Free Ways to Find More Time In Your Day

Feeling slammed? Try these things:

1. Sleep an hour less

I know. Sleep deprivation is dangerous. But I think the pendulum has swung a little too far on this trend. If you are sleeping 8 hours a day, try sleeping 7 tomorrow.

Then (and this is critical) use the extra hour.


2. Eliminate bad friends

This advice is terrible. It’s awful. I can make friends pretty easily, but I am miserable at shutting people out, even if I know they are horrible for me.

So what do I do instead?

I hide.

I crawl into my cave and go back to work. I don’t answer the phone. I don’t respond to text messages. I don’t reply to emails, and I hope they get the hint.

This is probably not a mature response, but if I don’t do this and allow bad people to influence my life, a sunny day turns sour, a 15 minute delay becomes hour, and a one-time favor becomes a full-time expectation.

Remove bad friends in your life. You deserve better.

See also: What are the types of people you should always avoid?


3. Poop faster

The average American spends 3 minutes a day actively removing waste from their body, but 20 minutes per trip to the stall.

I just made both of those numbers up. You know it’s probably true, though.


4. Find a Cathy

One of my favorite people in the universe is named Cathy. Cathy is a details extraordinaire. Nothing gives her greater joy than knowing everything is in its place.

I, on the other hand, don’t know where anything is nor do I particularly care where they get placed.

So I have a Cathy.

Cathy gives me ideas and tasks. I execute on them, then she puts all the pieces where they need to be. I am the engine; She, the GPS.

In other words — if you are standing next to Shaquielle O’Neal, stop standing on your tippie toes to reach a shelf.


5. Assign times to tasks, not the other way around

Believe it or not, this is a lot like the poop suggestion.

Try this exercise: Reduce the amount of time you spend checking and responding to email down to one hour per day. During this hour, you can read, review, and respond to whatever needs your attention.

Here’s my prediction. It will take you way LESS than an hour to take care of the necessities. So why then, do most of us pop in and out of our inbox as many as than once per day? We choose to randomly jump in when we have a down time.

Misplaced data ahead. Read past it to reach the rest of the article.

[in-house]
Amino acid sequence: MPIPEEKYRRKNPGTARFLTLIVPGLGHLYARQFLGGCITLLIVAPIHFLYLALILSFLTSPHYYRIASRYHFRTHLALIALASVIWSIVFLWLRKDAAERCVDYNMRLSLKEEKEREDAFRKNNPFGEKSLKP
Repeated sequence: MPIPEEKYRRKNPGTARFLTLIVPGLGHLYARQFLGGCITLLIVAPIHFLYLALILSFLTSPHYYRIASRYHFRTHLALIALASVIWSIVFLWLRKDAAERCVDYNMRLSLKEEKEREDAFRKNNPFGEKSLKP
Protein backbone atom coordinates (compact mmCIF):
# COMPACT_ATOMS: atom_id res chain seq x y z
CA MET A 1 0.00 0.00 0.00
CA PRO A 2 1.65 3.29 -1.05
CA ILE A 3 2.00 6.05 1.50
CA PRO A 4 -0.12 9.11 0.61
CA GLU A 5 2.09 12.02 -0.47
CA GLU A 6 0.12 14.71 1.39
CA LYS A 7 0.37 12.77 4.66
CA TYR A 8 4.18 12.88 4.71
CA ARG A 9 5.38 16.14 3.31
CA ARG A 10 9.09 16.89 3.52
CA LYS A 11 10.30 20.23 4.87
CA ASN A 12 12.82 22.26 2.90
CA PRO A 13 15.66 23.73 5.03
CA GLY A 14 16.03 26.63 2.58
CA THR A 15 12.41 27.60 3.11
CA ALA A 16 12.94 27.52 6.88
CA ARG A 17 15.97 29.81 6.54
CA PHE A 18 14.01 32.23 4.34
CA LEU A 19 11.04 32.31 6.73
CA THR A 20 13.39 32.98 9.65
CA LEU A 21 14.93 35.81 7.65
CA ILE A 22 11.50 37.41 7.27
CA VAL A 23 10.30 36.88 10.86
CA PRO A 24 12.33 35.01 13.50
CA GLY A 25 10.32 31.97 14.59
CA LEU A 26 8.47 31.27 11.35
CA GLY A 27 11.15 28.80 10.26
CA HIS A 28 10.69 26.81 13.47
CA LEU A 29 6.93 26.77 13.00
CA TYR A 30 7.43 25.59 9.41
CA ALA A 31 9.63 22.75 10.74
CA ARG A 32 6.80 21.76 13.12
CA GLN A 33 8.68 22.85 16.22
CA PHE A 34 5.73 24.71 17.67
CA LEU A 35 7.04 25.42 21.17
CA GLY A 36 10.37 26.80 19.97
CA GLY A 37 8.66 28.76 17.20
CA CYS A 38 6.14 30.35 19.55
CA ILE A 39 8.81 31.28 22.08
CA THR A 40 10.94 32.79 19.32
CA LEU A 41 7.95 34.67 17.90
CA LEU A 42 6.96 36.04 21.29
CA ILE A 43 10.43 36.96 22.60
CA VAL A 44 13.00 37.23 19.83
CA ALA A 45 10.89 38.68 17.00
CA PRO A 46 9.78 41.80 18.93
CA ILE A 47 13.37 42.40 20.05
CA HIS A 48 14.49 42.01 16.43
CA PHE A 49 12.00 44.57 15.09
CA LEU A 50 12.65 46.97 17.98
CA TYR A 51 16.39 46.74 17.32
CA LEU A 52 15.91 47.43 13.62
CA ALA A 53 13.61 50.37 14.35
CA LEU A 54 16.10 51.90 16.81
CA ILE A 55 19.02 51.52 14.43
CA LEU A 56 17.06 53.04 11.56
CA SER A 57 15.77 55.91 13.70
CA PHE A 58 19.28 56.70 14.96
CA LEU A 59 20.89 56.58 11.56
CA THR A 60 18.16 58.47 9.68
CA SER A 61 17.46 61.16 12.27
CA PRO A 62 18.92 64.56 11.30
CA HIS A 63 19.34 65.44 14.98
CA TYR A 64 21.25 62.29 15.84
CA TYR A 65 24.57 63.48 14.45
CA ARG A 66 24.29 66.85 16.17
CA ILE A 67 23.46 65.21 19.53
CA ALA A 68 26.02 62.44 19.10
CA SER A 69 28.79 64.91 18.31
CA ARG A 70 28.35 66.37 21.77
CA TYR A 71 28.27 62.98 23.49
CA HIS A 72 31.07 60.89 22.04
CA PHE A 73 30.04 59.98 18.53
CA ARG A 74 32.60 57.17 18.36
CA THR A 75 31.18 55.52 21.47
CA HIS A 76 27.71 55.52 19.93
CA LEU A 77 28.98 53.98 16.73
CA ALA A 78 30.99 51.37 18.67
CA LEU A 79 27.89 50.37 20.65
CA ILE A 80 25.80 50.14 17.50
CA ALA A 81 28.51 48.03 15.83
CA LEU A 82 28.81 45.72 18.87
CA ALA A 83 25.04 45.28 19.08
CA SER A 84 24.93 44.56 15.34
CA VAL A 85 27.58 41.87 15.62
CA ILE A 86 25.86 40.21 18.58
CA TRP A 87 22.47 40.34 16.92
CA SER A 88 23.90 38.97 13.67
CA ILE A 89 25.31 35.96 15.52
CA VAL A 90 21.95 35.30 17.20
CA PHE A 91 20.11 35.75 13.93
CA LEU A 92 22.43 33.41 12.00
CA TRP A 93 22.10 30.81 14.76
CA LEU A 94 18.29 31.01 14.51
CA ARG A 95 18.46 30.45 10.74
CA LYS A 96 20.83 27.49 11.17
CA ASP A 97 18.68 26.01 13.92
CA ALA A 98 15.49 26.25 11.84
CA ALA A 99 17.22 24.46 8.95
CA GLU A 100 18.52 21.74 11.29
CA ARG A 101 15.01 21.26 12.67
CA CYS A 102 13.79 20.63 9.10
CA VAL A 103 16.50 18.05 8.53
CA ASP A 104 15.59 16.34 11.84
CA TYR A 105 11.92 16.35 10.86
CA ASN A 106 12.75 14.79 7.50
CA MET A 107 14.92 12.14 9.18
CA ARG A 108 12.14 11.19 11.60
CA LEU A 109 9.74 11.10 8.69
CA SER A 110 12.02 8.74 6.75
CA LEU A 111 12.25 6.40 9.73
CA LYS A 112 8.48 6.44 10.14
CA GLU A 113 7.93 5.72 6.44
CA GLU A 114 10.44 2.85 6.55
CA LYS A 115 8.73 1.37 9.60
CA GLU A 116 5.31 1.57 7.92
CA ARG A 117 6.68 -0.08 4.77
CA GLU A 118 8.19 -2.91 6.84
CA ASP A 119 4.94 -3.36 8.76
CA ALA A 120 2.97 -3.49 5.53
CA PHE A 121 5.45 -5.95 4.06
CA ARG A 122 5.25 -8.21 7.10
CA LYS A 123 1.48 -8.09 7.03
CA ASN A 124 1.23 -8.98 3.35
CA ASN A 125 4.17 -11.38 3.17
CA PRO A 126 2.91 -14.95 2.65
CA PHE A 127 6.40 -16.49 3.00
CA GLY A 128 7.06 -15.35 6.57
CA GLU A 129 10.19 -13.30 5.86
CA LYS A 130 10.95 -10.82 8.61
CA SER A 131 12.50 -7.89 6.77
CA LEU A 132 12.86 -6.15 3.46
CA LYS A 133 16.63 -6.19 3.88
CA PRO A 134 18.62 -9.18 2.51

This is often because we have no clear vision for how to spend the time otherwise. The inbox, hopefully, will offer chores. I don’t know about you, but when I check email or messages or notifications, it is because I am feeling lazy and want someone to tell me what to do.

Instead, I’m trying to focus on my other goals. It’s hard, but I’m trying.

Relentless prioritization is the ultimate time saver. The more clear you are about what gets your attention and when, the more time you have.


6. Allow yourself to be good at what you do

I just checked the same imaginary data source for the toilet statistics I cited earlier and discovered this:

I am one of approximately 11 thousand average-looking white guys telling you to be all you can be.

But I write books anyway. I have a YouTube show anyway. I encourage you anyway. I used to hold all those things in. I can’t do that anymore. It’s part of who I am, no matter who else is doing something similar.

There might be 100,000 people in your market. Only you can execute in that market with your unique experiences, background, talents, interests, looks, and abilities.

You are likely the ONLY person who does not accept you for you. Everyone else knows what you are best at. They know you can thrive. They know you have talent.

How would you act if you never had to hold back? Do that.


7. Get better

This is a two-step process, no matter how good you already are.

Step 1 — Do something to the best of your ability

Step 2 — Then do a little bit more

Average wealth? Save as much as you feel like saving. Then add 1%.

Average health? Run as much as you feel like running. Then add 1 mile.

Average intelligence? Read as much as you feel like reading. Then turn the page.

Repeat this process to free up as much time as you want. When you cap out, try this:


8. Do less

Honestly, quitting is underrated. I don’t know how it got this way, but some days it seems if we are not stressed out, tapped out, and timed out, we are not productive.

Repeat after me: Busy is not a status symbol.

Often the best way to add good things to you life is to subtract the crappy ones.

You are allowed to quit.

See also: 6 Very Good Reasons to Quit


More Time + More Ideas = Abundance

I’m not entirely sure how this happened…

But one day I became convinced ideas were the key to my future. I believed the more of them I could generate, the more I would earn, gain, and grow.

Guess what?

I was right.

I’ve captured my idea process in a book — The Ultimate Guide to Infinite Ideas — which you can get for the price of an email address.

Get your copy here.